Some of the delay could be because of the extra time required to check proof of coronavirus vaccinations. Tournament officials had not made that a requirement for entry until Friday, but fans like Gruber said they were vaccinated and carried their cards with them, anyway.
Fans lining up at the South entrance said they had joined the back of the line, which was behind the giant globe monument in Flushing Meadows Park, over an hour earlier. By 1:30 p.m. the bottleneck had cleared.
Looking for some good matches on Monday, the first day of the U.S. Open? Naomi Osaka will open the defense of her women’s title to lead off the night session, and Andy Murray, the 2012 U.S. Open champion, will play third-seeded Stefanos Tsitsipas in an afternoon match.
Here are previews of those matches and a few others to keep an eye on (all times are Eastern and approximate, except for Halep’s and Osaka’s).
Grandstand | 11 a.m.
Simona Halep vs. Camila Giorgi
Simona Halep, the 12th seed, pulled out of the Western & Southern Open this month citing a tear in her right abductor. A two-time major champion, Halep is a tough competitor when healthy, but multiple injuries this year kept her out of the French Open and Wimbledon.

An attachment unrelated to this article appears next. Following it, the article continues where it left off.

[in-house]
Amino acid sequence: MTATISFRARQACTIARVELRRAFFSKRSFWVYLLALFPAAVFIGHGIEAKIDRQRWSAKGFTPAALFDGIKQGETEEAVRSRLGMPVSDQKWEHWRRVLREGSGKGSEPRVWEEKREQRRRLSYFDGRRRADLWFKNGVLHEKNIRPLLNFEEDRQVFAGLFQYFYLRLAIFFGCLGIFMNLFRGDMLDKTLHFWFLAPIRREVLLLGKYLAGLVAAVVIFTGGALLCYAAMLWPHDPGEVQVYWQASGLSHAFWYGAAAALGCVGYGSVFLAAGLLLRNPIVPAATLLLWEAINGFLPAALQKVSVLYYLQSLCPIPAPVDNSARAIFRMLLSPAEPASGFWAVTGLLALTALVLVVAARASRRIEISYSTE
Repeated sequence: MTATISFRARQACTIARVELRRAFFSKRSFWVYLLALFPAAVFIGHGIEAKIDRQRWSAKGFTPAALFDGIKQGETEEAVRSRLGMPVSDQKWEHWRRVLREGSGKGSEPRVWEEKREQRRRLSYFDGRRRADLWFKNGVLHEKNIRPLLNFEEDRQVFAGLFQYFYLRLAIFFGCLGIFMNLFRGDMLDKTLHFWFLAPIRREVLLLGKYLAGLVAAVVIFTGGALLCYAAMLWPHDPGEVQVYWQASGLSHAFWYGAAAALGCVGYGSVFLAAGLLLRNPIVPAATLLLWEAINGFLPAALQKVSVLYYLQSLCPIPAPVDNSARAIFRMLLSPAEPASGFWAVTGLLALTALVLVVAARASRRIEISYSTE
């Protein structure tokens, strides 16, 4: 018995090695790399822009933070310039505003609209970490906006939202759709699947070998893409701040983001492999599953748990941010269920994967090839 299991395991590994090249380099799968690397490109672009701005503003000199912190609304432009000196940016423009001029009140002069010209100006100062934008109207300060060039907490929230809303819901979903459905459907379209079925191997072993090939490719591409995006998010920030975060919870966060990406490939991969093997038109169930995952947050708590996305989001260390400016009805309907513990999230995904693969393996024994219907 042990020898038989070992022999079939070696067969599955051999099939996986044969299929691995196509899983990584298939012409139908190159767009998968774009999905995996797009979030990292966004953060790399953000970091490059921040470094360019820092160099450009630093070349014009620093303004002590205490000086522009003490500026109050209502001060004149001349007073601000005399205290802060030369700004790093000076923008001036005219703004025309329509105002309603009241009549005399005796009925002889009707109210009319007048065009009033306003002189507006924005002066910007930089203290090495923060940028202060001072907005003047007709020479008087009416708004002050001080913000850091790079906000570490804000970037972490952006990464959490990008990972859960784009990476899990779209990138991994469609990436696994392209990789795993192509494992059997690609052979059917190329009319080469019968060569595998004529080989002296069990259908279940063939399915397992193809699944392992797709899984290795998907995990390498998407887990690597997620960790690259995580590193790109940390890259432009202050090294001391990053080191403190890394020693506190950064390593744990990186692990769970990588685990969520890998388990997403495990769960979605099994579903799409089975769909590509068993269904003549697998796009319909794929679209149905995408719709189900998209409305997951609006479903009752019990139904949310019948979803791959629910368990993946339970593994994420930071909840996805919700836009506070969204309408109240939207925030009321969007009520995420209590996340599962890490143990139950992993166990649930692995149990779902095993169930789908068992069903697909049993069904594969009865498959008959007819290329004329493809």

Camila Giorgi, ranked 36th, is on an upswing, having won her first Masters 1000 event at the National Bank Open in August. Giorgi has an aggressive baseline game that will put Halep on defensive footing, and for both players it will be a proper test of their capabilities to make a deep run at the U.S. Open.
ARTHUR ASHE STADIUM | 2 p.m.
Andy Murray vs. Stefanos Tsitsipas
Andy Murray, who won the U.S. Open in 2012, has struggled with injuries since 2018, playing on the tour intermittently between surgeries. Still, Murray has been able to compete well enough, reaching the third round at Wimbledon in July.
Stefanos Tsitsipas, the third seed, crashed out of Wimbledon in the first round after a charge to the finals at the French Open. His consistency is often challenged by experienced players, and he will be in for a grinding match against a three-time major tournament champion in their first meeting.
ARTHUR ASHE STADIUM | 7 p.m.
Naomi Osaka vs. Marie Bouzkova
Naomi Osaka, the third seed, won the U.S. Open in 2018 and 2020, and will be looking to start her title defense with a convincing first-round victory. Osaka lost in the third round of the Olympics to the eventual silver medalist, Marketa Vondrousova. The disappointing result in Tokyo can surely be put behind her as she returns in front of the adoring crowds of New York.
Marie Bouzkova reached her second career WTA final in February on the hardcourts of Melbourne leading up to the Australian Open. A 23-year-old Czech, she won the girls’ U.S. Open title in 2014 but has not replicated that success on the pro tour. An upset against Osaka would be her biggest win.